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While this thread is running, I'd like to ask you lot: What does the term "Excess" mean when you hire a car? I'm sure it's called something else back home. I'm a bit embarrassed to ask the rental guys. And is purchasing Excess Reduction worth it?
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Old 12th Aug 2010, 18:56
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An excess is a financial contribution that you the policy holder agree to make in the event of a claim. Usually the greater the excess, the lower the insurance should cost. it's just a quid pro quo.
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Old 12th Aug 2010, 19:22
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is purchasing Excess Reduction worth it?
That depends on whether you expect to have a claim. Even if the incident is not your fault, the excess still applies (though you may be able to reclaim this from whoever hit you). If you receive damage to the vehicle when it is parked, then you might have no idea who the third party is - or who their insurer might be).

In short, if you are happy to 'accept the risk' that you may be charged the excess (for example if the hirer decides that there is damage of which you are unaware!) then don't pay for the additional insurance. This is frequently an expensive charge, and, if you are a regular user of hire cars you might like to arrange your own insurance (probably cheaper than the per diem cost of using the hire company's insurance).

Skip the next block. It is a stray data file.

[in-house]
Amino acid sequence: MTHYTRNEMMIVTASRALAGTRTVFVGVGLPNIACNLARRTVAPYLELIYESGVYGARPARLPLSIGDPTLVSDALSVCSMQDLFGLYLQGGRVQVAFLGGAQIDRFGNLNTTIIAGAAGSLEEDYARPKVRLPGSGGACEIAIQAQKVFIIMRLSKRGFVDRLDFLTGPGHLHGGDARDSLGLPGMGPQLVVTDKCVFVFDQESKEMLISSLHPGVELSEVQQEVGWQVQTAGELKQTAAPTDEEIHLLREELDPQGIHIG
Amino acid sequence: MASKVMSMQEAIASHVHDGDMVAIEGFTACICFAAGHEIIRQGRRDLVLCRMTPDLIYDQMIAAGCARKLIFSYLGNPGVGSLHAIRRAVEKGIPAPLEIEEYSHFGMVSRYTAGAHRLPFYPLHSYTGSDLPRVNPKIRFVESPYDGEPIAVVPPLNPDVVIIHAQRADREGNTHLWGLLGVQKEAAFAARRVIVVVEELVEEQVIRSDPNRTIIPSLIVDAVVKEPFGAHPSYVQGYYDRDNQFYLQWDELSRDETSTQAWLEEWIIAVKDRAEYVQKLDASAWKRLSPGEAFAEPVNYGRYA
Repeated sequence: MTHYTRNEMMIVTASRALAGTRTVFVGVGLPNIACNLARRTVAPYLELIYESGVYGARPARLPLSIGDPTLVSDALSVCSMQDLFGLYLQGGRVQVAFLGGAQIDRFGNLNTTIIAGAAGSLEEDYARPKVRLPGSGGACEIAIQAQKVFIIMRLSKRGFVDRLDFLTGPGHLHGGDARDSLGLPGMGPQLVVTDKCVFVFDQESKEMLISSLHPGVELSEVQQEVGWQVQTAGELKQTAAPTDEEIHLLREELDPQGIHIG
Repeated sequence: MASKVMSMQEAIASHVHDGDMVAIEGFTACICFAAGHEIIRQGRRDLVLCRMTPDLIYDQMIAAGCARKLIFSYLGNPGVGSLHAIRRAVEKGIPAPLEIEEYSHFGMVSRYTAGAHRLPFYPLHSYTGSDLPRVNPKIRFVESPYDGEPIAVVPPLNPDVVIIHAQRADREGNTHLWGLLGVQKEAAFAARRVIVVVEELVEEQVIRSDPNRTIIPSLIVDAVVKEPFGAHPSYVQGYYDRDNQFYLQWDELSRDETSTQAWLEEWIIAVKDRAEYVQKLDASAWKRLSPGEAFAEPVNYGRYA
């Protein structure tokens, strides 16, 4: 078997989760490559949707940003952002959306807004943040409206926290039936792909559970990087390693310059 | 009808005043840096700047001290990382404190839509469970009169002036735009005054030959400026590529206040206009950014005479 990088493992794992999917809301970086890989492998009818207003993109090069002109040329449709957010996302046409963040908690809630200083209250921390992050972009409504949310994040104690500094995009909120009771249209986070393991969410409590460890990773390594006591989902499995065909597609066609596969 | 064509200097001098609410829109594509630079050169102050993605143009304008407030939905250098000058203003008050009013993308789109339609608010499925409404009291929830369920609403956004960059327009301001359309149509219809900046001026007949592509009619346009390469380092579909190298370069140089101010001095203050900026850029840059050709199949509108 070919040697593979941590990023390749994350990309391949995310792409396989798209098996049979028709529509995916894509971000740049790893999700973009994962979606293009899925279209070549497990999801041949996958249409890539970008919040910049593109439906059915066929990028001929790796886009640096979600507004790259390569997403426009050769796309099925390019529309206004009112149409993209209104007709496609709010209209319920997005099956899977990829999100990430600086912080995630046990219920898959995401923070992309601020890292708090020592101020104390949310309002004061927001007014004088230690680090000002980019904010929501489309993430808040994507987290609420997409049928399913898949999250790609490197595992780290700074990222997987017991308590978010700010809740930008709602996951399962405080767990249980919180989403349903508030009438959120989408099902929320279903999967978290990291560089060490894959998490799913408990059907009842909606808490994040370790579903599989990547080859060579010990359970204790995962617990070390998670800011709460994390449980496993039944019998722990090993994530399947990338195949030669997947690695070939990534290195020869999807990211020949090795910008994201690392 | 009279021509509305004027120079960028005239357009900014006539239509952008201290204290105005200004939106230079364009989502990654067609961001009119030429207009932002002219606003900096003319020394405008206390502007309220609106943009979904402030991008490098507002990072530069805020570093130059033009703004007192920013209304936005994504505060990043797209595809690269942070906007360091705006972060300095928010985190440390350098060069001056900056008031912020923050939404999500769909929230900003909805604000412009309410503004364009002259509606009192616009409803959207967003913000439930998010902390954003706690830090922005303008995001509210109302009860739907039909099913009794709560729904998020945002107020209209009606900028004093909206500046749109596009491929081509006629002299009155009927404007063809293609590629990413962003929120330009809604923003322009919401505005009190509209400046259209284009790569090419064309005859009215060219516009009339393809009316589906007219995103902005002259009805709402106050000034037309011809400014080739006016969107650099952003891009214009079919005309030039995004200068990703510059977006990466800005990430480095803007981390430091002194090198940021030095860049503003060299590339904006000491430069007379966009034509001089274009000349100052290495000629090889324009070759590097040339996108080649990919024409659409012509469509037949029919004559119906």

If your car hire is being paid by your employer then take the extra cover (unless specifically told otherwise). You might be able to discuss this with your employer (or it might be better not to mention it . . . ).

In summary, an (insurance) excess is the amount of any claim that is not covered by the insurance. For regular folk it stops minor claims - for someone hiring a vehicle it means the user pays . . .
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Old 12th Aug 2010, 20:22
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In order to drive another vehicle that is not on your insurance policy using the third party in any vehicle option, the car MUST be insured in its own right (eg be the named vehicle on an insurance policy).
My policy with a well known insurer states no such thing.

In the case in point I presume the old car is OWNED and registered to the wife.
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Old 12th Aug 2010, 20:45
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On the topic of rental car insurance and the excess, this is a real money spinner for the rental companies, along with the 'can we sell you the tank of fuel?' scam whereby they sell the same 1/4 tank or so of fuel remaining in the tank over and over again.